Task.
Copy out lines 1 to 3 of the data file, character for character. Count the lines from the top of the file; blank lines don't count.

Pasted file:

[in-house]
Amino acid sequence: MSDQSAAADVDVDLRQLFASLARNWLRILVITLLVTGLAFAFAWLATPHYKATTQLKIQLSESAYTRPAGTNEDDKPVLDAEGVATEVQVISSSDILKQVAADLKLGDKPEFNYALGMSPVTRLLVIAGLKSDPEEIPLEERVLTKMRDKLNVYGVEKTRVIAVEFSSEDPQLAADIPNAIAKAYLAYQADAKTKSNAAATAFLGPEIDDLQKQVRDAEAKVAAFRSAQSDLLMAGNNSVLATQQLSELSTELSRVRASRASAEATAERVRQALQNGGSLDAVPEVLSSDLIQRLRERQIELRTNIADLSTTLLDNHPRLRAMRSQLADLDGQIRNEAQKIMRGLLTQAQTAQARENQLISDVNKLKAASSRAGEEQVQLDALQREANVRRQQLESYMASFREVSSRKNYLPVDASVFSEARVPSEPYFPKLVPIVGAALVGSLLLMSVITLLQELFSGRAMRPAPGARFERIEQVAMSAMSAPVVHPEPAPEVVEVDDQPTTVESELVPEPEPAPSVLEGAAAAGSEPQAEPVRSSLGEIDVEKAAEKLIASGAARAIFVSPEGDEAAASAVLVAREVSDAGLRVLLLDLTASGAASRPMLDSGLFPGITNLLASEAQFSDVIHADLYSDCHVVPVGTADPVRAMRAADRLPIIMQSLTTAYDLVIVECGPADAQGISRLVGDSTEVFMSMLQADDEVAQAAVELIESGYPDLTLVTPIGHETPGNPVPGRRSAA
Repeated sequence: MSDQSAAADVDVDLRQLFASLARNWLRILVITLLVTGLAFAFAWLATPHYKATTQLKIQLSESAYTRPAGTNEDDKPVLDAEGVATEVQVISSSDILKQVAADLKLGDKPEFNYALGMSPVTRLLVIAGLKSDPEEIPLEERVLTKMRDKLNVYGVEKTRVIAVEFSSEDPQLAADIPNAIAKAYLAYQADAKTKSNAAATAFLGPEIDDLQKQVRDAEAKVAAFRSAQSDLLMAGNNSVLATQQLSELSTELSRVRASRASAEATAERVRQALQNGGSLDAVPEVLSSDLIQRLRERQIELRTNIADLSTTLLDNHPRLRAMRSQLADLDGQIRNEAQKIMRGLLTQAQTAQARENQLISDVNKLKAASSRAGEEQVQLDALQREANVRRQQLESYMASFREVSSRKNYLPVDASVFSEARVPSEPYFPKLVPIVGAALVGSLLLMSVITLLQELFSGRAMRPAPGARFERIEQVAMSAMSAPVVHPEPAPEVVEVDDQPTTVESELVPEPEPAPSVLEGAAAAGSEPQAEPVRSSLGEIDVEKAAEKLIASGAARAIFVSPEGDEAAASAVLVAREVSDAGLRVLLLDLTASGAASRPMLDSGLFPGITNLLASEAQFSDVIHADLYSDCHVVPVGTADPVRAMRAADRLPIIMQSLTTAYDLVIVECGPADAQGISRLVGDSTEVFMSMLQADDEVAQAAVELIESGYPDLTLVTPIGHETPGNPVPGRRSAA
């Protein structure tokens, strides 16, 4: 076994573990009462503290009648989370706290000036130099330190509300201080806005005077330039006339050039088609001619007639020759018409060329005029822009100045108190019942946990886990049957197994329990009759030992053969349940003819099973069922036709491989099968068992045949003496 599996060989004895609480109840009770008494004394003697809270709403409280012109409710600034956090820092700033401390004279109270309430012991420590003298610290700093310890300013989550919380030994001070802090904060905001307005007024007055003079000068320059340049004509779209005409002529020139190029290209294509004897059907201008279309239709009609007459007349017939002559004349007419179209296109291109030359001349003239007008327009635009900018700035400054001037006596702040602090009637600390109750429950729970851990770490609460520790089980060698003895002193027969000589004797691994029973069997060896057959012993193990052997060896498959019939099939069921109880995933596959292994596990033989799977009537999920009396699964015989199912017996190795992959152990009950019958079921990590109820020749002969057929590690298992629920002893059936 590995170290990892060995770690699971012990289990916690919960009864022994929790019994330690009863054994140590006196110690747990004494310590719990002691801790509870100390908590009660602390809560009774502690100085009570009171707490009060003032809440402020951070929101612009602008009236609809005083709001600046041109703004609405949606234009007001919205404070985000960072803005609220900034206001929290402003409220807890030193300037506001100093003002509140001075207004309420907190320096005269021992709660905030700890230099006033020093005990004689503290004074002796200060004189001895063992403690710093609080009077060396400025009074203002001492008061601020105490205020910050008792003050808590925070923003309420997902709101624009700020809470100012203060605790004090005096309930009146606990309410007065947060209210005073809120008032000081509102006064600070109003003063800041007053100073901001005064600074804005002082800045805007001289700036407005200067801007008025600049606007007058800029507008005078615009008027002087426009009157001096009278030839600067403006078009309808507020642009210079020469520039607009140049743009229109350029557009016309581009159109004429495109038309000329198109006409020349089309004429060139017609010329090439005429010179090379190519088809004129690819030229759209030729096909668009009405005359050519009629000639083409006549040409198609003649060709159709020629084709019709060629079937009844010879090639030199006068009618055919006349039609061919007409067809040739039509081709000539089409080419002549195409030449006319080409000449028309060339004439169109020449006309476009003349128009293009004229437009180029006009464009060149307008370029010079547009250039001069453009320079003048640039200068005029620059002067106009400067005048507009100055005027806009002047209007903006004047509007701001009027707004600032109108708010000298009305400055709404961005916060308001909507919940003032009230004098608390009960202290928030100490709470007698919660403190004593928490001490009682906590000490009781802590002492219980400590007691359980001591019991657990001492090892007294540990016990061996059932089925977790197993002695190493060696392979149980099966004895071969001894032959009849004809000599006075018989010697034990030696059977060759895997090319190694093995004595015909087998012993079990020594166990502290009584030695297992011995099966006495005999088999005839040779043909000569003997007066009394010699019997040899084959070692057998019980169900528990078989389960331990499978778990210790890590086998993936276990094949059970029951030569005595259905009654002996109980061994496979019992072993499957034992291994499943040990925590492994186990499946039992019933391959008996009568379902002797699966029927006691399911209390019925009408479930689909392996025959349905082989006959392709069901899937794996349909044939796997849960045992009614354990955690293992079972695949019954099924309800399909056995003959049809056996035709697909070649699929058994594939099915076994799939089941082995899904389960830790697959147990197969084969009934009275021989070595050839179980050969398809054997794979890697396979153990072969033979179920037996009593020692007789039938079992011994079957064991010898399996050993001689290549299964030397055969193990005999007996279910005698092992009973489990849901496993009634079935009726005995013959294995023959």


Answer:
[in-house]
Amino acid sequence: MSDQSAAADVDVDLRQLFASLARNWLRILVITLLVTGLAFAFAWLATPHYKATTQLKIQLSESAYTRPAGTNEDDKPVLDAEGVATEVQVISSSDILKQVAADLKLGDKPEFNYALGMSPVTRLLVIAGLKSDPEEIPLEERVLTKMRDKLNVYGVEKTRVIAVEFSSEDPQLAADIPNAIAKAYLAYQADAKTKSNAAATAFLGPEIDDLQKQVRDAEAKVAAFRSAQSDLLMAGNNSVLATQQLSELSTELSRVRASRASAEATAERVRQALQNGGSLDAVPEVLSSDLIQRLRERQIELRTNIADLSTTLLDNHPRLRAMRSQLADLDGQIRNEAQKIMRGLLTQAQTAQARENQLISDVNKLKAASSRAGEEQVQLDALQREANVRRQQLESYMASFREVSSRKNYLPVDASVFSEARVPSEPYFPKLVPIVGAALVGSLLLMSVITLLQELFSGRAMRPAPGARFERIEQVAMSAMSAPVVHPEPAPEVVEVDDQPTTVESELVPEPEPAPSVLEGAAAAGSEPQAEPVRSSLGEIDVEKAAEKLIASGAARAIFVSPEGDEAAASAVLVAREVSDAGLRVLLLDLTASGAASRPMLDSGLFPGITNLLASEAQFSDVIHADLYSDCHVVPVGTADPVRAMRAADRLPIIMQSLTTAYDLVIVECGPADAQGISRLVGDSTEVFMSMLQADDEVAQAAVELIESGYPDLTLVTPIGHETPGNPVPGRRSAA
Repeated sequence: MSDQSAAADVDVDLRQLFASLARNWLRILVITLLVTGLAFAFAWLATPHYKATTQLKIQLSESAYTRPAGTNEDDKPVLDAEGVATEVQVISSSDILKQVAADLKLGDKPEFNYALGMSPVTRLLVIAGLKSDPEEIPLEERVLTKMRDKLNVYGVEKTRVIAVEFSSEDPQLAADIPNAIAKAYLAYQADAKTKSNAAATAFLGPEIDDLQKQVRDAEAKVAAFRSAQSDLLMAGNNSVLATQQLSELSTELSRVRASRASAEATAERVRQALQNGGSLDAVPEVLSSDLIQRLRERQIELRTNIADLSTTLLDNHPRLRAMRSQLADLDGQIRNEAQKIMRGLLTQAQTAQARENQLISDVNKLKAASSRAGEEQVQLDALQREANVRRQQLESYMASFREVSSRKNYLPVDASVFSEARVPSEPYFPKLVPIVGAALVGSLLLMSVITLLQELFSGRAMRPAPGARFERIEQVAMSAMSAPVVHPEPAPEVVEVDDQPTTVESELVPEPEPAPSVLEGAAAAGSEPQAEPVRSSLGEIDVEKAAEKLIASGAARAIFVSPEGDEAAASAVLVAREVSDAGLRVLLLDLTASGAASRPMLDSGLFPGITNLLASEAQFSDVIHADLYSDCHVVPVGTADPVRAMRAADRLPIIMQSLTTAYDLVIVECGPADAQGISRLVGDSTEVFMSMLQADDEVAQAAVELIESGYPDLTLVTPIGHETPGNPVPGRRSAA